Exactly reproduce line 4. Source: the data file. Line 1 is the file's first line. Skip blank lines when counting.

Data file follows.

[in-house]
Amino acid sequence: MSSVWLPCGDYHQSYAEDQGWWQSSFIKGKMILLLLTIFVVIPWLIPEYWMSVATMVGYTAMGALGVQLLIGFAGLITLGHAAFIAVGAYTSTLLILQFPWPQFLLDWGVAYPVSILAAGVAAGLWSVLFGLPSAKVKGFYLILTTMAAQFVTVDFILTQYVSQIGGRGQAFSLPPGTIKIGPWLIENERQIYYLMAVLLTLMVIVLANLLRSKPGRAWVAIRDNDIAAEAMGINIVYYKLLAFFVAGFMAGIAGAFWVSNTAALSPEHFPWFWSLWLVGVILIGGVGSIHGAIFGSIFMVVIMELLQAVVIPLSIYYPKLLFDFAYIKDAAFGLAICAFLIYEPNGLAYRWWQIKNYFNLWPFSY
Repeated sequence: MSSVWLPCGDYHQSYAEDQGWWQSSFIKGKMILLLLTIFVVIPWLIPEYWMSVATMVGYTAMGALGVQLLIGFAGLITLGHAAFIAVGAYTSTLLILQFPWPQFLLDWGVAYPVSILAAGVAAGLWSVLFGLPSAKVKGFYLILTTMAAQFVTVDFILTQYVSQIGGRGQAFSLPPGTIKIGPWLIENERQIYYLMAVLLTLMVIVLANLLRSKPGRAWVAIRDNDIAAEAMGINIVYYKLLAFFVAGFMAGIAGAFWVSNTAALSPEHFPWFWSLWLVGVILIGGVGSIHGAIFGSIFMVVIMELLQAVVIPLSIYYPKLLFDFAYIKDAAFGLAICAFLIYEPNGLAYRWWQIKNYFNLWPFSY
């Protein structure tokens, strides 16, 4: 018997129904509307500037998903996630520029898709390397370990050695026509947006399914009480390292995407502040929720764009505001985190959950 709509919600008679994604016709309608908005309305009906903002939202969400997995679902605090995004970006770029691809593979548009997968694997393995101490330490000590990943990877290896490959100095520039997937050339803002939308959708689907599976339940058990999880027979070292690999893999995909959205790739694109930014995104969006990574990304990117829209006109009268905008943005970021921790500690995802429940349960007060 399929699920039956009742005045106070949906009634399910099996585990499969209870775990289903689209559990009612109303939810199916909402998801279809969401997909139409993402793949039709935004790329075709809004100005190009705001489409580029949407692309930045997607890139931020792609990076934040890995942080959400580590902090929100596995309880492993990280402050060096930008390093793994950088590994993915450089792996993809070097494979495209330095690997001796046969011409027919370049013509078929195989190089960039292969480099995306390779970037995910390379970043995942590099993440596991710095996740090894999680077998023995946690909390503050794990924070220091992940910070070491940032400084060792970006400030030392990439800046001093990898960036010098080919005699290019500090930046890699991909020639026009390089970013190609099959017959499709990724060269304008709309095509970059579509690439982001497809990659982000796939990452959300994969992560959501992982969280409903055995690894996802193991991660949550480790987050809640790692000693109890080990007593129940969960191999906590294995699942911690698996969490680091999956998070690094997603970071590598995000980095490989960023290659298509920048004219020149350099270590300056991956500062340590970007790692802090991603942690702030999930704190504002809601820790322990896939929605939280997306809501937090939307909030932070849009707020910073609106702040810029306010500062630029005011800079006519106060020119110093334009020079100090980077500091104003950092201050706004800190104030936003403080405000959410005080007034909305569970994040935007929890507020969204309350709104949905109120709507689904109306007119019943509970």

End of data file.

């Protein structure tokens, strides 16, 4: 018997129904509307500037998903996630520029898709390397370990050695026509947006399914009480390292995407502040929720764009505001985190959950 709509919600008679994604016709309608908005309305009906903002939202969400997995679902605090995004970006770029691809593979548009997968694997393995101490330490000590990943990877290896490959100095520039997937050339803002939308959708689907599976339940058990999880027979070292690999893999995909959205790739694109930014995104969006990574990304990117829209006109009268905008943005970021921790500690995802429940349960007060 399929699920039956009742005045106070949906009634399910099996585990499969209870775990289903689209559990009612109303939810199916909402998801279809969401997909139409993402793949039709935004790329075709809004100005190009705001489409580029949407692309930045997607890139931020792609990076934040890995942080959400580590902090929100596995309880492993990280402050060096930008390093793994950088590994993915450089792996993809070097494979495209330095690997001796046969011409027919370049013509078929195989190089960039292969480099995306390779970037995910390379970043995942590099993440596991710095996740090894999680077998023995946690909390503050794990924070220091992940910070070491940032400084060792970006400030030392990439800046001093990898960036010098080919005699290019500090930046890699991909020639026009390089970013190609099959017959499709990724060269304008709309095509970059579509690439982001497809990659982000796939990452959300994969992560959501992982969280409903055995690894996802193991991660949550480790987050809640790692000693109890080990007593129940969960191999906590294995699942911690698996969490680091999956998070690094997603970071590598995000980095490989960023290659298509920048004219020149350099270590300056991956500062340590970007790692802090991603942690702030999930704190504002809601820790322990896939929605939280997306809501937090939307909030932070849009707020910073609106702040810029306010500062630029005011800079006519106060020119110093334009020079100090980077500091104003950092201050706004800190104030936003403080405000959410005080007034909305569970994040935007929890507020969204309350709104949905109120709507689904109306007119019943509970």